Everyone in Montana has a bear story.
I heard one about a discriminating black bear that crawled through a living room window and was attempting to escape with a bottle of 30-year-old single malt Scotch when frightened by the home owner.
There was one about a happenstance Yellowstone drama, viewed through the window of a parked Winnebago, several grizzlies within a stone’s throw, gnawing at a fresh bison carcass, the wolves that made the kill circling to get their share.
And one about a bear pulling an occupied sleeping bag from a tent, and the woman occupant’s narrow escape, slipping from the bag like a hot dog from a bun, while the bear was dragging his takeout meal to a private picnic spot.
Great, exciting bear stories.
I went to Montana to get one of my own.
Encouraged by a friend who was going, I signed up with the Yellowstone Institute to hike into Pelican Valley. It’s a big place, more than 10,000 acres of grass, summer lupine in Caribbean blue hues, yellow Glacier lilies, blankets of white phlox, and a meandering Pelican Creek. It is gorgeous, unspoiled wilderness.
It is also one of the best places in Yellowstone to see grizzlies doing what they were meant to do.
Educated by Discovery Channel
Having done a lot of diligent preparatory research via the Discovery Channel, I assumed that primarily meant catching salmon on the fly in their teeth (more of a Kodiak bear thing, actually) or chasing down mighty antlered elk (some truth here, though elk calves are apparently far easier to catch).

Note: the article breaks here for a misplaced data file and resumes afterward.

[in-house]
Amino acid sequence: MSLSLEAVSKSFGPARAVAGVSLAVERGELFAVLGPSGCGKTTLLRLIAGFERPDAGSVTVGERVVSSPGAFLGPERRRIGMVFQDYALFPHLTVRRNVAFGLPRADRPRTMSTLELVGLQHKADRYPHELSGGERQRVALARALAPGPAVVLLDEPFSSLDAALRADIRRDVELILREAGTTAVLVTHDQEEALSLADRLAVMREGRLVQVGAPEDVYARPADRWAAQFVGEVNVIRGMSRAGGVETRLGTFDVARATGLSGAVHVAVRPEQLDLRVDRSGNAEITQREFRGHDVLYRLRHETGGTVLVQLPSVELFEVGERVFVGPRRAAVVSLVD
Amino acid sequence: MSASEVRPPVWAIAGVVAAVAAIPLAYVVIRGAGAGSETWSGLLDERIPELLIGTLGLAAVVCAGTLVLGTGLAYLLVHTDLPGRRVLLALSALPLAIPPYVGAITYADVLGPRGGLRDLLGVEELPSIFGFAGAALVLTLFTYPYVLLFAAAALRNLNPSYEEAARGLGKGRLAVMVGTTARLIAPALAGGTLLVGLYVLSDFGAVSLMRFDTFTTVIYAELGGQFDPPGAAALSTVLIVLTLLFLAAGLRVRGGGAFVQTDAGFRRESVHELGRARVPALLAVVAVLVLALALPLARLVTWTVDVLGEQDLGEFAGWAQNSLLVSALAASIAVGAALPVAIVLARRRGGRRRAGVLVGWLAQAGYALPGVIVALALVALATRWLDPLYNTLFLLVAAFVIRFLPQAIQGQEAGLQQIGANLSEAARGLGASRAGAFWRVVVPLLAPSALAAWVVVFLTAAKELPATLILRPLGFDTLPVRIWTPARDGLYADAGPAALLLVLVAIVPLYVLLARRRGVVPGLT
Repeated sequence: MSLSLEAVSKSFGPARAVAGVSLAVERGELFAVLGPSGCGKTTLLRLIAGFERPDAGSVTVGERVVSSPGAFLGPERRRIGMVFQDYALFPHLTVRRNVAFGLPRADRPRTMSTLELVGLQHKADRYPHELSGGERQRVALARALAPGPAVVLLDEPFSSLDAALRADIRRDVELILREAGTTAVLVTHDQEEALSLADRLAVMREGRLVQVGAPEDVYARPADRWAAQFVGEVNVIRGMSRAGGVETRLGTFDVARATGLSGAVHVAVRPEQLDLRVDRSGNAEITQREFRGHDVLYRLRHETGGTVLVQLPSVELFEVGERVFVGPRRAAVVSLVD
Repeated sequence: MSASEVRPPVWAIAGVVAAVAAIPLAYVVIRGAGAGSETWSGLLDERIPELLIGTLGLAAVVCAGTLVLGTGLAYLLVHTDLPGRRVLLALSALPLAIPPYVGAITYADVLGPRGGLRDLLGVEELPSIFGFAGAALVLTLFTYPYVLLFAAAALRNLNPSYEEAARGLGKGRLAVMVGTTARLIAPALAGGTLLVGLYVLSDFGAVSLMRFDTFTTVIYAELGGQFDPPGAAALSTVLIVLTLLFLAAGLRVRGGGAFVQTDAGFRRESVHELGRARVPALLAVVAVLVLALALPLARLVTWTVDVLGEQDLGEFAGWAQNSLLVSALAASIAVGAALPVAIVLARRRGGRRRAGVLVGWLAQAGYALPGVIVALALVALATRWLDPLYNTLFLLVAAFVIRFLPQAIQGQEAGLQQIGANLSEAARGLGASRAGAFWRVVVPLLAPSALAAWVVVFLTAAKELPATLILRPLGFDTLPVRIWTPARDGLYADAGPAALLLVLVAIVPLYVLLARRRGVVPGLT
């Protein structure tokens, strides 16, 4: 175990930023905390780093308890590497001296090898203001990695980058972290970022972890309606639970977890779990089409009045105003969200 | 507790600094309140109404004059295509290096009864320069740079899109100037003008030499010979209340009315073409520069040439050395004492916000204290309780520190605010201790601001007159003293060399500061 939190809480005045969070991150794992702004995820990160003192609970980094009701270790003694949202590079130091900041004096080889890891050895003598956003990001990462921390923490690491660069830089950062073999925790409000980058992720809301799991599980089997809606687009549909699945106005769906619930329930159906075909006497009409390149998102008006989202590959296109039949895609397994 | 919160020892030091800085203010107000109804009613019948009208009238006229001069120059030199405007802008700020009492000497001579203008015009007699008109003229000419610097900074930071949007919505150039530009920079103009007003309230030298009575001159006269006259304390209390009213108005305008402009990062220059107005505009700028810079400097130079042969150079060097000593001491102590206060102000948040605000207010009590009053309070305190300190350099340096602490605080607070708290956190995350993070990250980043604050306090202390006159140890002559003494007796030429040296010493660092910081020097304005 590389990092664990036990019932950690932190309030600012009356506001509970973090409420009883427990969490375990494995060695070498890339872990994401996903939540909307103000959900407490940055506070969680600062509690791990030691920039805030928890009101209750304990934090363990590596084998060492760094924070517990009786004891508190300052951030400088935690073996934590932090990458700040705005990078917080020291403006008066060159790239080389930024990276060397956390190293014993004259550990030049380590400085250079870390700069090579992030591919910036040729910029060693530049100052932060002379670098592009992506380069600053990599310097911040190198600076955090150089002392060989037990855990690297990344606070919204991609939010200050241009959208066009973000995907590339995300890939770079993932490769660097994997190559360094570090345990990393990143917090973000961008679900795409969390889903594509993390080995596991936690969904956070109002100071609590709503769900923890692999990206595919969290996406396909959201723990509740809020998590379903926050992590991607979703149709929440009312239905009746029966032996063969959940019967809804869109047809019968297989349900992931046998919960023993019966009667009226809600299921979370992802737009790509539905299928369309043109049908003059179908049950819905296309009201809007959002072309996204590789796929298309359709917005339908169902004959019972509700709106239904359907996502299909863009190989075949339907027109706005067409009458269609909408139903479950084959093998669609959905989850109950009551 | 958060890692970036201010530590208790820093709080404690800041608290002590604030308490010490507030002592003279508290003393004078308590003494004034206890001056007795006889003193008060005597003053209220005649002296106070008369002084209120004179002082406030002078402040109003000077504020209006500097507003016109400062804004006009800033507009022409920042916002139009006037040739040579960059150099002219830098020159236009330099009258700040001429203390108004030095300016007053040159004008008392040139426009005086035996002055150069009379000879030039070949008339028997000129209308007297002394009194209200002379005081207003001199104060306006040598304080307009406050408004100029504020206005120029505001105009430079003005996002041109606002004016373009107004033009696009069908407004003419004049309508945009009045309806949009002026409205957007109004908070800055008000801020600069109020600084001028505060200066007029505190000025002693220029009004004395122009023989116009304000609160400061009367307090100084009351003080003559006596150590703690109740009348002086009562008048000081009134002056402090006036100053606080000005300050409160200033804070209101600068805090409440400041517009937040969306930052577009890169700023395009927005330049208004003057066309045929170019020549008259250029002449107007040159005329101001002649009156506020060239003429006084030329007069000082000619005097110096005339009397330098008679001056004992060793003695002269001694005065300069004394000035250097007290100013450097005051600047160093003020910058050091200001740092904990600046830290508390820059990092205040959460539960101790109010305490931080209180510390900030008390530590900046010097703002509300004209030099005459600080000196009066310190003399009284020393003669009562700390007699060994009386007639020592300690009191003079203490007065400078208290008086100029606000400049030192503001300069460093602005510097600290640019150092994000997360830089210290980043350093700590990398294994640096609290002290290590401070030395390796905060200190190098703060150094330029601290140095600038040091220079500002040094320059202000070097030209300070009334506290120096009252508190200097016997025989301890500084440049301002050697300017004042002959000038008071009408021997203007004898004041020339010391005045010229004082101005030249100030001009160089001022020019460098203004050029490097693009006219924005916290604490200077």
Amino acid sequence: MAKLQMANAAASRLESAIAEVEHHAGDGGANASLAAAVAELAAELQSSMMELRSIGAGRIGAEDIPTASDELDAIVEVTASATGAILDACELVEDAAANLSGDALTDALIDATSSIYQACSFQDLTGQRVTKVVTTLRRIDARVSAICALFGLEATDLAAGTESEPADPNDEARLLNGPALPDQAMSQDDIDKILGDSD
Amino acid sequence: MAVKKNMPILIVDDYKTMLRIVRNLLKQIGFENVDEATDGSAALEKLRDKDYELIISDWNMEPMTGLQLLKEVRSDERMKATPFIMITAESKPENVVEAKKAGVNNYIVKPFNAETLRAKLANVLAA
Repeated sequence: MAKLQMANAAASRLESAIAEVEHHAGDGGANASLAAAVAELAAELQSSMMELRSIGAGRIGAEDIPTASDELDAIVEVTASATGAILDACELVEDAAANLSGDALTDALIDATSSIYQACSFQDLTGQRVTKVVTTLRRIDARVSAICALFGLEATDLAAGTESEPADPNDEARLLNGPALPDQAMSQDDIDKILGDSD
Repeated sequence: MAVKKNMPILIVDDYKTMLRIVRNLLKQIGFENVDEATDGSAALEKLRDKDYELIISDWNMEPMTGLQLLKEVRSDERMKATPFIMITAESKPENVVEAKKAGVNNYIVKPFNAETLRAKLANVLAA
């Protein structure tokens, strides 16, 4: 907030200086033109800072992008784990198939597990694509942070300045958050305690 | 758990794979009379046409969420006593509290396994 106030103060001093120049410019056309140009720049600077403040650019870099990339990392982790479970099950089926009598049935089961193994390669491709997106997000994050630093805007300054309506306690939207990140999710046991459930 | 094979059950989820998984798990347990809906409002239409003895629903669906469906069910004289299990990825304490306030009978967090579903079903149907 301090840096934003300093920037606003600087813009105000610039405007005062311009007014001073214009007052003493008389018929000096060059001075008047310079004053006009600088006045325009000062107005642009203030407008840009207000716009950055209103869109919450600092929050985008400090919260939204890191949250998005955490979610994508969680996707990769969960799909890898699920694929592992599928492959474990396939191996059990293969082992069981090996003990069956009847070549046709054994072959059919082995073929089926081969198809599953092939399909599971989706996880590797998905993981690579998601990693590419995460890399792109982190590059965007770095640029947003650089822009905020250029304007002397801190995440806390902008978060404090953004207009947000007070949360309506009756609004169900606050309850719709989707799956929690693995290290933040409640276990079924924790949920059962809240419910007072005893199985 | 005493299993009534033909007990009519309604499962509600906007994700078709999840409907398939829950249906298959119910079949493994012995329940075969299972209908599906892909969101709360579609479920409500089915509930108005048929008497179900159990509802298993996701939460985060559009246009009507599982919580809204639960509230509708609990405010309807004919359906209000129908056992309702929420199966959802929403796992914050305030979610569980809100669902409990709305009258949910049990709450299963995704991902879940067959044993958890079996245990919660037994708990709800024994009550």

I was set straight on all things bear by Kerry Gunther. He is the bear management biologist for Yellowstone National Park. Back in the day, between 1931 and 1969, Yellowstone was averaging 48 adverse bear-human interactions (aka maulings) a year. This was when Yellowstone had open garbage dumps, and tourists would settle their backsides into bleachers set up around the trash to watch bears bicker over hotel leftovers. For some reason, many folks then didn’t see how bears might make the association between hotel leftovers, humans and food source.
I can only assume that if the folks in the bleachers got to see photos of deep, oozing wounds from a bear mauling, like they showed in my bear safety classes, enthusiasm for the hand-feeding of 600-pound grizzlies would have diminished much faster.
After they began closing the dumps in 1970 (it took about a decade to close them all) and bear-proofing garbage cans and such, maulings plunged to less than one a year, an improvement Gunther’s crew is justifiably proud of. Bears began reverting to a more traditional, omnivorous lifestyle. More of a meat and three thing, except the “three” is a blend of white bark pine nuts, roughage like thistles and tubers, and, of course, Army cutworm moths.
The last was kind of an interesting discovery. Gunther said he and his fellow bear observers would see bears move up above the tree line in the summer to these shale rock areas at 11,000 feet and hang out for days. They wondered why, since there was no vegetation and no game there. Turns out, though, that under the rocks is where the moths hang out, by the thousands. Bears would pick up a rock and lick the underside like the creamy filling of an Oreo, except there is a lot more fat and protein in cutworm moths.